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The Italian Air Force took delivery of two Lockheed Martin F-35A Joint Strike Fighter (JSF) jets at Amendola Air Base on Dec. 12, 2016, the first such operational aircraft built outside the United States.
That same day, the Israeli Air Force received its first two operational F-35I “Adir” (F-35I) at Nevatim AFB, both of which were assembled in the U.S.
The deliveries marked yet another important milestone for the JSF program as it transitions from developmental to operational aircraft. In August, the U.S. Air Force declared its first squadron of F-35As ready for operations.
While the F-35 program is not expected to conclude system development and demonstration (SDD) flight testing until Oct. 31, 2017–a date the Joint Program Office says will likely need to be extended by a couple of months–for engine manufacturer Pratt & Whitney, it has been “pencils down” on the development phase of the F135 engine since mid summer.
“Our development program is over,” Clifford Stone, vice president of international programs and business development at Pratt & Whitney Military Engines, told Skies in a recent interview. “We completed SDD in July.”
Of 38,000 specification points related to the engine, Stone said just seven remain to be resolved, and most of those can only occur once the aircraft reaches enough flying hours. “With some engines, we would say you are mature after 250,000 flight hours; [the F-35] has 50,000 flight hours.”
Just under 300 of the F135 engines, a growth derivative of the F-22 Raptor engine, have been delivered over the past 10 years. But the pace of production is about to ramp up significantly.
Pratt & Whitney is now supplying engines for low rate initial production lot 8 of the program, with lots 9 and 10 under contract and lot 11 still in negotiation. However, the number of aircraft in service is expected to double between now and 2020, bringing the total to around 650 planes, and then double once again over the next two years.
Stone said by 2024, around 1,200 F-35 jets will be in service in 11 countries.
The F-35 fleet has struggled through repeated groundings since testing first began. Issues with the engine’s turbine blades were revealed in 2007 and 2008, and again in 2009 and 2013. Stone said those problems have been resolved and the engine is now meeting a readiness target of around 95 per cent.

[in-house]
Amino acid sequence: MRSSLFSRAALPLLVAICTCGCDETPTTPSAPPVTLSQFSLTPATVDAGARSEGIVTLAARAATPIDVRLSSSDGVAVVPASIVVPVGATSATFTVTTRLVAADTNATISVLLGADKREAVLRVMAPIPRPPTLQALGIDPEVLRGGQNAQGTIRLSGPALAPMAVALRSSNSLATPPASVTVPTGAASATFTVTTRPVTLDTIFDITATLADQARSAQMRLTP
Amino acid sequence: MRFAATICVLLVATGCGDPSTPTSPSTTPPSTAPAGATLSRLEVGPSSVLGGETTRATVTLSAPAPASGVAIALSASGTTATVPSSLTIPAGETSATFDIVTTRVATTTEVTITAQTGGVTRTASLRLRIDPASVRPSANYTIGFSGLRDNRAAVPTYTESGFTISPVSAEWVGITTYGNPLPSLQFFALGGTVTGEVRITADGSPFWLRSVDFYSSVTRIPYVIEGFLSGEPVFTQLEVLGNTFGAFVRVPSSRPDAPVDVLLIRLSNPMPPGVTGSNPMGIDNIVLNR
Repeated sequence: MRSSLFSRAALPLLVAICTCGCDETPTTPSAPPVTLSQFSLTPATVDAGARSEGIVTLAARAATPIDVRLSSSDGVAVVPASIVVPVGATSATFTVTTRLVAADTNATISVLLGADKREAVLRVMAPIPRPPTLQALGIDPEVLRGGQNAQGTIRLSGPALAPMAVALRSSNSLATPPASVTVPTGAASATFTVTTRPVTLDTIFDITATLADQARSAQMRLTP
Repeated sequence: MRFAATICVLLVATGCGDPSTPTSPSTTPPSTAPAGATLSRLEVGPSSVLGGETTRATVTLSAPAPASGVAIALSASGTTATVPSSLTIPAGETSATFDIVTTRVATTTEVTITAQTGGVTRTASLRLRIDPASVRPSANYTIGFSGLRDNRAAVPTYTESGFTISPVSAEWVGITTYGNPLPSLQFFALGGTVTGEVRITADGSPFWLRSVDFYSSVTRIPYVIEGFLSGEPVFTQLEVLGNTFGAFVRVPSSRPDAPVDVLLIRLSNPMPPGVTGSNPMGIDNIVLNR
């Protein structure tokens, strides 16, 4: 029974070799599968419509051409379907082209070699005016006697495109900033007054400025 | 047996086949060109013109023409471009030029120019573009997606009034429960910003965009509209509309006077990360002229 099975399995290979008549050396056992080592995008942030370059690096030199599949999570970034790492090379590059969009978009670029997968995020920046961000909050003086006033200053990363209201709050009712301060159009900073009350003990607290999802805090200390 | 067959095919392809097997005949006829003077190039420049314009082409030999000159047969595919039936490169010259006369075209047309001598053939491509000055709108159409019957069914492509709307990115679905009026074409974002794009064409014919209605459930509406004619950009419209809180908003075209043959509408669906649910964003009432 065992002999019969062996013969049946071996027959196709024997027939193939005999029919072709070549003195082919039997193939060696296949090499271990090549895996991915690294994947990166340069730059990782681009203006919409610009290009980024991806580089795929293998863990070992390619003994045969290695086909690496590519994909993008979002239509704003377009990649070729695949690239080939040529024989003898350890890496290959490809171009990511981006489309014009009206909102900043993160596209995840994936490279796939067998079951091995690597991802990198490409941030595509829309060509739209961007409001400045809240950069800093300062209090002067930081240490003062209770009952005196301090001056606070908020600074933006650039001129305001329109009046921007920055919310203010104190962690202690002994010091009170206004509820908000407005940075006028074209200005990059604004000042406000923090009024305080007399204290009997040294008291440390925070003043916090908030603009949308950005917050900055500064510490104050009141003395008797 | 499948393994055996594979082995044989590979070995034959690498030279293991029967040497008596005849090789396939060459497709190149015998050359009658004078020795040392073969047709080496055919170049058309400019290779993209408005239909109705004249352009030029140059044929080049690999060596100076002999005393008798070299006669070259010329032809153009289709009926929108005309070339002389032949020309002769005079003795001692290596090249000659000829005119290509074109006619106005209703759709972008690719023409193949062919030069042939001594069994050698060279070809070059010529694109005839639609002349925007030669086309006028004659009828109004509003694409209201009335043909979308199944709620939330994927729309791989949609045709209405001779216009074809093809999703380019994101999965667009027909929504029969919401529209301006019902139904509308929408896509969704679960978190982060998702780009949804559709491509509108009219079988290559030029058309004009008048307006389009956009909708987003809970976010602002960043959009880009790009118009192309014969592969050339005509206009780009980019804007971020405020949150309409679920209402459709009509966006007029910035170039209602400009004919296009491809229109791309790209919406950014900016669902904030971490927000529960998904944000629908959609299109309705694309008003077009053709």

“Our spec is to have 90 per cent availability or better in 2020, and we are delivering that now,” he said.
Arguably the most integrated jet engine ever produced, the F135 features redundancies for all critical components and 400 sensors that feed data to two digital engine controllers. In addition to measuring things such as vibration and fuel and oil quality, the F135 boasts capabilities that are probably firsts, Stone said, such as an inlet and exit debris monitoring system and a sensor to assess the health of the airfoils.
“Suffice to say the health monitoring on this engine is robust and advances on where the F-22 engine [left off],” he said, adding that the F135 was designed to withstand and manage foreign object damage. To minimize icing, for example, a heated stripe has been embedded into the guide vane.
While Stone would not disclose the exact cost of an F-35A engine, industry analysts have pegged the price at about $13 million for the conventional takeoff and landing variant (the short takeoff and vertical landing engine is closer to $30 million).
However, Stone said costs have been coming down with each lot and Pratt & Whitney has worked with its suppliers to meet the U.S. Department of Defense’s “Blueprint for Affordability for Production” target of an $85 million fighter jet by 2019.
Among those parts and software suppliers are about a dozen Canadian companies, including Pratt & Whitney Canada, Magellan Aerospace, MDS Aero, and Gastops. The engine program could be worth as much as $2 billion for Canadian industry, he said.
Pencils may be down on the development side of the engine, but work is already underway on future upgrade options. Stone said block upgrades would be made over the life of the aircraft and initial planning is now in progress.
“We are positioning ourselves with either thrust growth capability and/or fuel burn reduction–up to 10 per cent thrust growth, up to seven per cent fuel burn,” he said. “There isn’t a call for that now, but if and when there is, we want to be ready.”